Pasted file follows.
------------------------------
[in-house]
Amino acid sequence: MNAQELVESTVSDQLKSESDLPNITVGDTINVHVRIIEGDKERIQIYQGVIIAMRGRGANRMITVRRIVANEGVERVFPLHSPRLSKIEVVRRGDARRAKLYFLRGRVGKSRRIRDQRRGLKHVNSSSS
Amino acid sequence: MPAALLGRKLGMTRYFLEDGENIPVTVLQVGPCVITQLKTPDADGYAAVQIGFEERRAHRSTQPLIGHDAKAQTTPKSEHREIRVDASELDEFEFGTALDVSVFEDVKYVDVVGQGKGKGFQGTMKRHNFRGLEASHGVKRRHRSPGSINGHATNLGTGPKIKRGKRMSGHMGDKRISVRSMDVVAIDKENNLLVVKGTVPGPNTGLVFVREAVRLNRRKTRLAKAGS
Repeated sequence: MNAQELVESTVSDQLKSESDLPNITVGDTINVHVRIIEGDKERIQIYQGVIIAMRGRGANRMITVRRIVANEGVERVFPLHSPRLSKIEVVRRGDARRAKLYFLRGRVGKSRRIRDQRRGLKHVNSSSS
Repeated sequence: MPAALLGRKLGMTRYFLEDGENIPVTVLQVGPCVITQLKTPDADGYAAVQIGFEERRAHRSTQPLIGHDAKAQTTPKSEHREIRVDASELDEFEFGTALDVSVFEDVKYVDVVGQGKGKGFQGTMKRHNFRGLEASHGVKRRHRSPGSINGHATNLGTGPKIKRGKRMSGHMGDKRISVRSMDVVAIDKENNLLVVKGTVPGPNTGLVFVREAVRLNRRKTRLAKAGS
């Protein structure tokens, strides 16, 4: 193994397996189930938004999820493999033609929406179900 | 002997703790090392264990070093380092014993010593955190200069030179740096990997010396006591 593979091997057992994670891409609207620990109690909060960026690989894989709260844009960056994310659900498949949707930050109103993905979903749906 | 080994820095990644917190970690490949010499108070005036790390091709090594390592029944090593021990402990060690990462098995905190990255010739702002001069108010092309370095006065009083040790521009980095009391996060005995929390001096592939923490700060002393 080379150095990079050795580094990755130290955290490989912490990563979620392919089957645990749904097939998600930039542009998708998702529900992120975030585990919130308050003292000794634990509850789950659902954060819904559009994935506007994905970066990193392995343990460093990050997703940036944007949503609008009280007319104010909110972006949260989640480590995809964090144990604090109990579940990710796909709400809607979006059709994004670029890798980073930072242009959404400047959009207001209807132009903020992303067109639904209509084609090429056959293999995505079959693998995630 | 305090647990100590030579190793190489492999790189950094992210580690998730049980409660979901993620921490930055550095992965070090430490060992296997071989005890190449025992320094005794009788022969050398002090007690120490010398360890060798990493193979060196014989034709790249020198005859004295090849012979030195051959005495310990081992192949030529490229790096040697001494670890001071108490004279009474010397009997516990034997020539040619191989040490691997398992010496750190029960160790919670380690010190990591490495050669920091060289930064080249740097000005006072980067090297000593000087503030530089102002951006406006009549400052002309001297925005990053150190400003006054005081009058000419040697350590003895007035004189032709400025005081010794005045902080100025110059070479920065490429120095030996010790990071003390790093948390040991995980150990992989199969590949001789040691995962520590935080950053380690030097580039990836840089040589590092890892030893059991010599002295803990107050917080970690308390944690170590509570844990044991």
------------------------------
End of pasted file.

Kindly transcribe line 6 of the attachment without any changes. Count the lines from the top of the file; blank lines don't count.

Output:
């Protein structure tokens, strides 16, 4: 193994397996189930938004999820493999033609929406179900 | 002997703790090392264990070093380092014993010593955190200069030179740096990997010396006591 593979091997057992994670891409609207620990109690909060960026690989894989709260844009960056994310659900498949949707930050109103993905979903749906 | 080994820095990644917190970690490949010499108070005036790390091709090594390592029944090593021990402990060690990462098995905190990255010739702002001069108010092309370095006065009083040790521009980095009391996060005995929390001096592939923490700060002393 080379150095990079050795580094990755130290955290490989912490990563979620392919089957645990749904097939998600930039542009998708998702529900992120975030585990919130308050003292000794634990509850789950659902954060819904559009994935506007994905970066990193392995343990460093990050997703940036944007949503609008009280007319104010909110972006949260989640480590995809964090144990604090109990579940990710796909709400809607979006059709994004670029890798980073930072242009959404400047959009207001209807132009903020992303067109639904209509084609090429056959293999995505079959693998995630 | 305090647990100590030579190793190489492999790189950094992210580690998730049980409660979901993620921490930055550095992965070090430490060992296997071989005890190449025992320094005794009788022969050398002090007690120490010398360890060798990493193979060196014989034709790249020198005859004295090849012979030195051959005495310990081992192949030529490229790096040697001494670890001071108490004279009474010397009997516990034997020539040619191989040490691997398992010496750190029960160790919670380690010190990591490495050669920091060289930064080249740097000005006072980067090297000593000087503030530089102002951006406006009549400052002309001297925005990053150190400003006054005081009058000419040697350590003895007035004189032709400025005081010794005045902080100025110059070479920065490429120095030996010790990071003390790093948390040991995980150990992989199969590949001789040691995962520590935080950053380690030097580039990836840089040589590092890892030893059991010599002295803990107050917080970690308390944690170590509570844990044991």